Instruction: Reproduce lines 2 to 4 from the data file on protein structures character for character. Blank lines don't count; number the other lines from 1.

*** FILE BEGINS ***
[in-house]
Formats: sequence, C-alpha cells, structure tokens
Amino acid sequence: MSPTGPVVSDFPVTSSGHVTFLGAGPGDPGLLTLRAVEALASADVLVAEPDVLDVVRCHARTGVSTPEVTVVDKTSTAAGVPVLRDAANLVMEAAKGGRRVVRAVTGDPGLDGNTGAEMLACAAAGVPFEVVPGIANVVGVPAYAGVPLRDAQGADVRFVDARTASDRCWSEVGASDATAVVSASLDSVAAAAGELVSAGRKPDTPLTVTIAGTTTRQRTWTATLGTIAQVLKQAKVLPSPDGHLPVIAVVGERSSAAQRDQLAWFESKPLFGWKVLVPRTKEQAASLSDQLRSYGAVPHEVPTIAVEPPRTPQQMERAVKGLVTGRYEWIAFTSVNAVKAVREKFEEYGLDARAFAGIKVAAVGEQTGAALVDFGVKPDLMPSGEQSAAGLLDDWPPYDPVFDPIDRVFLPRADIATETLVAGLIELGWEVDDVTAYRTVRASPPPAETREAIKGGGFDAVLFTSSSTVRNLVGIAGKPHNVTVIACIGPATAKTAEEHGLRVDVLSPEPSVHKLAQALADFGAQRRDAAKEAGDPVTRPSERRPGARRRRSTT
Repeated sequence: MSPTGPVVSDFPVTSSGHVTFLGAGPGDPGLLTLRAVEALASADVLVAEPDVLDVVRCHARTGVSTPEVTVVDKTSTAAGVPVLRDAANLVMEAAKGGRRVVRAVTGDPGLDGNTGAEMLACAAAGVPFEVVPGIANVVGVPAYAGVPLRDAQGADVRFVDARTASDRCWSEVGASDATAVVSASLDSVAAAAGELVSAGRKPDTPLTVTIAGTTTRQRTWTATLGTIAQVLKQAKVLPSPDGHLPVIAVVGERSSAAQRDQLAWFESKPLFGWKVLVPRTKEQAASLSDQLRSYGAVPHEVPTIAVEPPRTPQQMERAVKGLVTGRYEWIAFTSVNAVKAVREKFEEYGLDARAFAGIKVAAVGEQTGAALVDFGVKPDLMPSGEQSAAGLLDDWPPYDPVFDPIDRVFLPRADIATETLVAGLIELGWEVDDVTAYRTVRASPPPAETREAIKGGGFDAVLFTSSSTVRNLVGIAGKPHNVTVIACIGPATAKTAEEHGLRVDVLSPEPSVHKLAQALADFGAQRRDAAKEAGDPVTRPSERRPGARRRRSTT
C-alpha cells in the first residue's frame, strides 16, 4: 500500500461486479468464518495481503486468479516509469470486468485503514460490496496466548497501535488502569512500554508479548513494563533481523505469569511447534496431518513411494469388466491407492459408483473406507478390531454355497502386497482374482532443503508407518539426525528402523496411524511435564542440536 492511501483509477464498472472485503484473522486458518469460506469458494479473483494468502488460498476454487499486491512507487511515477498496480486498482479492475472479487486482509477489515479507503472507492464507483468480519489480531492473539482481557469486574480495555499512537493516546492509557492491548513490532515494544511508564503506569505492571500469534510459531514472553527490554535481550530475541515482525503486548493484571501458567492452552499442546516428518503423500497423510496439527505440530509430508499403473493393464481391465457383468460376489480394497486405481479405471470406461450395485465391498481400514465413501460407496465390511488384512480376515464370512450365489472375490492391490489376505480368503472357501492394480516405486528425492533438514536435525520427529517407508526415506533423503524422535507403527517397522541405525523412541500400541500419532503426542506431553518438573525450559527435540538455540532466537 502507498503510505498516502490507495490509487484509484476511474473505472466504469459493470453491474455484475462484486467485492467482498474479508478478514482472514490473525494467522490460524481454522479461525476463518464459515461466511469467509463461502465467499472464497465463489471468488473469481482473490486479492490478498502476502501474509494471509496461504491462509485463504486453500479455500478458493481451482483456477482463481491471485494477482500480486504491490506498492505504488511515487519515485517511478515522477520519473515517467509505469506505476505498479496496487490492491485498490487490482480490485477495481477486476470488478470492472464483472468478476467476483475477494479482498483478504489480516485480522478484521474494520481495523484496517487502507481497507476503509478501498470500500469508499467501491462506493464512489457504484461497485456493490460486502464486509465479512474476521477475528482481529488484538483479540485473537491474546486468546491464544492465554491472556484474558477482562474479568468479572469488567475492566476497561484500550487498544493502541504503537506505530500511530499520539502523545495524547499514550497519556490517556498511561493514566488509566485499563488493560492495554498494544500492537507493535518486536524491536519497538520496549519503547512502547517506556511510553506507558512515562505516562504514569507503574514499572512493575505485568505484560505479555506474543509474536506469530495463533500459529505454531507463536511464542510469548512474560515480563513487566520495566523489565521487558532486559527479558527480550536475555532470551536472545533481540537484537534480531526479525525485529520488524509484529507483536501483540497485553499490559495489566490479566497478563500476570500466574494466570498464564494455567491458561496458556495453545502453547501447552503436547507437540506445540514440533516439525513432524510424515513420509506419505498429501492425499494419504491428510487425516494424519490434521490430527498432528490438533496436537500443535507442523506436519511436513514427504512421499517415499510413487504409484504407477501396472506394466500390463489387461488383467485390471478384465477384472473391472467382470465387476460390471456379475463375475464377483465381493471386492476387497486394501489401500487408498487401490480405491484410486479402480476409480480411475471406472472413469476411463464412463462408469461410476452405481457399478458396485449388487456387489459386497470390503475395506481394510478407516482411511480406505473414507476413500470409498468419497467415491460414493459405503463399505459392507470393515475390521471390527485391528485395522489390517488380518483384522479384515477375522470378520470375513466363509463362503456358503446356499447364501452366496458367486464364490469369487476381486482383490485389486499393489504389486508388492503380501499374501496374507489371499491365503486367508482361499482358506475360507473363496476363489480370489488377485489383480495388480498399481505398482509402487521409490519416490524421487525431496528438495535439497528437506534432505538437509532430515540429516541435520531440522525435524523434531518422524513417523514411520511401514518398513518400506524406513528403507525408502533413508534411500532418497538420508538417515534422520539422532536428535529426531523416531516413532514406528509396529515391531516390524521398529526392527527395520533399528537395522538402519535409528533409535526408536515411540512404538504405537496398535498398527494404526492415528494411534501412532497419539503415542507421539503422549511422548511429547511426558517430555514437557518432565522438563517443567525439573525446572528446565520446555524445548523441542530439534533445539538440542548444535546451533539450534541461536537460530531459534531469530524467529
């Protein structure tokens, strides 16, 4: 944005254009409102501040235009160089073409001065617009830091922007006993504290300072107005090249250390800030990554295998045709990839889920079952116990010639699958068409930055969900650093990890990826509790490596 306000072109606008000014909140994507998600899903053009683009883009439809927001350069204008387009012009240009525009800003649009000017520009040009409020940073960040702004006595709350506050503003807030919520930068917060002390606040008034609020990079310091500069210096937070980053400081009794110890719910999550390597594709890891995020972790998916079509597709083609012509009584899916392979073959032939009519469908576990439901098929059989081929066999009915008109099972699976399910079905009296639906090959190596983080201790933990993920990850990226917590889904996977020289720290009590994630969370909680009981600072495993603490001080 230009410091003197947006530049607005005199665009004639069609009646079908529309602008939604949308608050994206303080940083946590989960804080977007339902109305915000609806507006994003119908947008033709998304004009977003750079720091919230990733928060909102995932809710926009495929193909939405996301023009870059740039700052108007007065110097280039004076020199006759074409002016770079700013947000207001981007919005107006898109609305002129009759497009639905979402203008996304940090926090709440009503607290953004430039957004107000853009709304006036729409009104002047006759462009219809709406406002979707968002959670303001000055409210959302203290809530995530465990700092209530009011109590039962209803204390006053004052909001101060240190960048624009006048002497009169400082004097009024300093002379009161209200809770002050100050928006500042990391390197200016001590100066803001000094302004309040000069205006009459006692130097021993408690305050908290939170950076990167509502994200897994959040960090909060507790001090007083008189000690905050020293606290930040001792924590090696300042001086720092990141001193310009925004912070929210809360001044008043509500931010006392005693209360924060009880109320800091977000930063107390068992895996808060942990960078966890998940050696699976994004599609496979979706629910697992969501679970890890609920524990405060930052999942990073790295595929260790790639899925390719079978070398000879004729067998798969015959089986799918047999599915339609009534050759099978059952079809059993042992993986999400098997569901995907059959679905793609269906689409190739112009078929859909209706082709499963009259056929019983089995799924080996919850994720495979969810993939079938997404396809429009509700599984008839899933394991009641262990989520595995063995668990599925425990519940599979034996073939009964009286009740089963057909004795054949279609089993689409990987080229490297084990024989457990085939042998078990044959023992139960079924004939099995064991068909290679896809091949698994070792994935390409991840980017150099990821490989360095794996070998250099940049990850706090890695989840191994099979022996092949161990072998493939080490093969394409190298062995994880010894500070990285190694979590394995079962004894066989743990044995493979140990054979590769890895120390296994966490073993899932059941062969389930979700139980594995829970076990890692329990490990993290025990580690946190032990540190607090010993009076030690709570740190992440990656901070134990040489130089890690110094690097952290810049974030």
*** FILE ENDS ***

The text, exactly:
Formats: sequence, C-alpha cells, structure tokens
Amino acid sequence: MSPTGPVVSDFPVTSSGHVTFLGAGPGDPGLLTLRAVEALASADVLVAEPDVLDVVRCHARTGVSTPEVTVVDKTSTAAGVPVLRDAANLVMEAAKGGRRVVRAVTGDPGLDGNTGAEMLACAAAGVPFEVVPGIANVVGVPAYAGVPLRDAQGADVRFVDARTASDRCWSEVGASDATAVVSASLDSVAAAAGELVSAGRKPDTPLTVTIAGTTTRQRTWTATLGTIAQVLKQAKVLPSPDGHLPVIAVVGERSSAAQRDQLAWFESKPLFGWKVLVPRTKEQAASLSDQLRSYGAVPHEVPTIAVEPPRTPQQMERAVKGLVTGRYEWIAFTSVNAVKAVREKFEEYGLDARAFAGIKVAAVGEQTGAALVDFGVKPDLMPSGEQSAAGLLDDWPPYDPVFDPIDRVFLPRADIATETLVAGLIELGWEVDDVTAYRTVRASPPPAETREAIKGGGFDAVLFTSSSTVRNLVGIAGKPHNVTVIACIGPATAKTAEEHGLRVDVLSPEPSVHKLAQALADFGAQRRDAAKEAGDPVTRPSERRPGARRRRSTT
Repeated sequence: MSPTGPVVSDFPVTSSGHVTFLGAGPGDPGLLTLRAVEALASADVLVAEPDVLDVVRCHARTGVSTPEVTVVDKTSTAAGVPVLRDAANLVMEAAKGGRRVVRAVTGDPGLDGNTGAEMLACAAAGVPFEVVPGIANVVGVPAYAGVPLRDAQGADVRFVDARTASDRCWSEVGASDATAVVSASLDSVAAAAGELVSAGRKPDTPLTVTIAGTTTRQRTWTATLGTIAQVLKQAKVLPSPDGHLPVIAVVGERSSAAQRDQLAWFESKPLFGWKVLVPRTKEQAASLSDQLRSYGAVPHEVPTIAVEPPRTPQQMERAVKGLVTGRYEWIAFTSVNAVKAVREKFEEYGLDARAFAGIKVAAVGEQTGAALVDFGVKPDLMPSGEQSAAGLLDDWPPYDPVFDPIDRVFLPRADIATETLVAGLIELGWEVDDVTAYRTVRASPPPAETREAIKGGGFDAVLFTSSSTVRNLVGIAGKPHNVTVIACIGPATAKTAEEHGLRVDVLSPEPSVHKLAQALADFGAQRRDAAKEAGDPVTRPSERRPGARRRRSTT